A spring thaw with Cuba?
It's often assumed, or even taken for granted, that U.S. policy on Cuba is not dictated in Washington but in Miami by Cuban exiles who would rather die than allow Washington to negotiate with Havana. This interpretation holds the politics of a single Florida county responsible for a conflict that has lasted more than half a century. That might be one factor. But the real explanation is more complex.
Since the end of the Cold War, Cuba's profile on the United States' strategic radar has diminished. The island no longer has the significance it did nearly a quarter of a century ago when it had 50,000 soldiers in Angola and maintained a political alliance with the Soviet Union.
President Obama probably dedicates mere minutes to Cuba in his foreign policy endeavors. Yet Cuba, the largest island in the Caribbean, is part of the maritime hub that will emerge after the enlargement of the Panama Canal. And if you look at a map, the gulf ports closest to Mariel, Cuba, are Houston, New Orleans and Mobile, Ala., not Veracruz or Maracaibo.
In this new context, a current is emerging in the U.S. attitude toward Cuba that appears more favorable to change. In November, Obama told the Cuban American lobby that U.S. strategy ought to remain open to the changes on the island. And he acknowledged the idea that “the same policies that we put in place in 1961 would somehow still be as effective as they are today in the age of the Internet and Google and world travel doesn't make sense.” One month later, he was shaking Cuban President Raul Castro's hand at the memorial for Nelson Mandela.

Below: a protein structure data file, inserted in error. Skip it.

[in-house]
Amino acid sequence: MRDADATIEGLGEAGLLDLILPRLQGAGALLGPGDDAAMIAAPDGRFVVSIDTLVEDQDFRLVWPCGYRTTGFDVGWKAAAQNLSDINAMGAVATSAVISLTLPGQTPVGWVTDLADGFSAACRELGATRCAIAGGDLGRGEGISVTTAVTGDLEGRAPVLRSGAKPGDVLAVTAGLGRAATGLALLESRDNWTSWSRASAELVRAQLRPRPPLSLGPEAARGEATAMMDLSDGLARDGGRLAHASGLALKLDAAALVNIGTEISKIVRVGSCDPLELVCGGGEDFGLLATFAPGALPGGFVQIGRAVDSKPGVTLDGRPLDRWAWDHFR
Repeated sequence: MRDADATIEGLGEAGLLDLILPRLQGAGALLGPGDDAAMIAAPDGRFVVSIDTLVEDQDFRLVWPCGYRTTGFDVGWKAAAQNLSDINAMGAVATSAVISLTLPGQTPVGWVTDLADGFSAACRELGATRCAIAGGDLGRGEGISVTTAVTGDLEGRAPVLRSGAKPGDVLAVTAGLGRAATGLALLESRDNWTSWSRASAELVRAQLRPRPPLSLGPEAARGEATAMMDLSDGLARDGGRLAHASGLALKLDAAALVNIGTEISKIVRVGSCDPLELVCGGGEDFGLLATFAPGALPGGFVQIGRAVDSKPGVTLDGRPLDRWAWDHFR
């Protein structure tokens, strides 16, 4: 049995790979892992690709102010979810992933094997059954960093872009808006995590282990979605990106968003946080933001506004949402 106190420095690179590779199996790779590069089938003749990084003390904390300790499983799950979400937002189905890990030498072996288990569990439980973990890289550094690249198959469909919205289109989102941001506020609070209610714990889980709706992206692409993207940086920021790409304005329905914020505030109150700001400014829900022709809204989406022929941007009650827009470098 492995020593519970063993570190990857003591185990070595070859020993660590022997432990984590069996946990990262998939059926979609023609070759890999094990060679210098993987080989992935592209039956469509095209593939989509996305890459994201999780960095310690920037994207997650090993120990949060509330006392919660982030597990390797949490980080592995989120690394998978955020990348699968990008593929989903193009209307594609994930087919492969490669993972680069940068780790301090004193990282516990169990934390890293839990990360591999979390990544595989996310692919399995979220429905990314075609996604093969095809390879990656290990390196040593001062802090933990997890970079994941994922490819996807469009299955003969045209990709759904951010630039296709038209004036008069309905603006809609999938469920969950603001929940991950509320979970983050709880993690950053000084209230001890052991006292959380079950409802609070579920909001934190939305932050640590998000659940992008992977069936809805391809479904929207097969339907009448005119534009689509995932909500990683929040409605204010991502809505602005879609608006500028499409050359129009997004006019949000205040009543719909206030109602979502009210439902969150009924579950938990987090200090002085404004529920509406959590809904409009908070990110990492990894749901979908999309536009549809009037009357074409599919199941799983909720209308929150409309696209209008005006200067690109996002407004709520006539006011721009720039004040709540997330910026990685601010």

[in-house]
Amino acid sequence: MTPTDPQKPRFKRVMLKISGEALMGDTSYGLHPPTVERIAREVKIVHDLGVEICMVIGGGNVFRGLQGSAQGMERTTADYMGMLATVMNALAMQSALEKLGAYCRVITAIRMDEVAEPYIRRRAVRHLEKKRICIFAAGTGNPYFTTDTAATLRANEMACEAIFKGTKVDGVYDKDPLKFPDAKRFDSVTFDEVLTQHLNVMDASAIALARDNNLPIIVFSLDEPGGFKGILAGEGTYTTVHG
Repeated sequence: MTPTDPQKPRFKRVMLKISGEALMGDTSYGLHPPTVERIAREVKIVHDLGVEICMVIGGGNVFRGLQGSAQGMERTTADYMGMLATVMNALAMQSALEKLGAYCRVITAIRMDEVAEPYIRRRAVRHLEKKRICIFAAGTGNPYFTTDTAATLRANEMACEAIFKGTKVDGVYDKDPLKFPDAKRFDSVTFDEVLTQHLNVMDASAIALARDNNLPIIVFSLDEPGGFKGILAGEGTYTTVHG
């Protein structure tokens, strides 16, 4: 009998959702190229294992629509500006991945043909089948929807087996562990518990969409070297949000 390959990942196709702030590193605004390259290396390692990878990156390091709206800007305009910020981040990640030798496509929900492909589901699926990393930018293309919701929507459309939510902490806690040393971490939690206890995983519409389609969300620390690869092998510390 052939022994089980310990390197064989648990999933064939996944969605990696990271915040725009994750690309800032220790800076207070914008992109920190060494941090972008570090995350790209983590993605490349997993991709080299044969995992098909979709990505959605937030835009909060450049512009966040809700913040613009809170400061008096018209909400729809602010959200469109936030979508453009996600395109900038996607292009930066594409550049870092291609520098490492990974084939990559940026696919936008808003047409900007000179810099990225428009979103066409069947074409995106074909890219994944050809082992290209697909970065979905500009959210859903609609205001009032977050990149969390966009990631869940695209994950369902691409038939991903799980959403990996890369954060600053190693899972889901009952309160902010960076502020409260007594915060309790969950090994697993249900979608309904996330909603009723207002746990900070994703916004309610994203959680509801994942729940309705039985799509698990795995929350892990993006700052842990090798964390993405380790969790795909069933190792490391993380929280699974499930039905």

Should these signs lead to real change, what U.S. political and geostrategic interests could be furthered by a rapprochement?
In economic terms, the embargo is beneficial to no one. Lifting it, or letting it fade away, could encompass the interests of farming states and agribusinesses, tourism and the biomedical, maritime transportation, pharmaceutical and oil industries, as well as U.S. ports along the Gulf of Mexico. It would also free a sector of Cuban American businessmen held hostage by established policy, allowing them to participate actively in bilateral economic relations.
In terms of security, dialogue would allow for a more permanent cooperation on drug-trafficking interception, air and sea security, coordination between military forces, civil defense and hurricane preparation, mutual public health challenges, protection of migratory species and shared environmental interests.
Never before has there been a Latin American context — in the region and within Cuba — more favorable to the normalization of bilateral relations.
Rafael Hernandez is chief editor of Temas, a Cuban social science magazine, and the co-editor of “Shall We Play Ball? Debating U.S.-Cuban Relations.”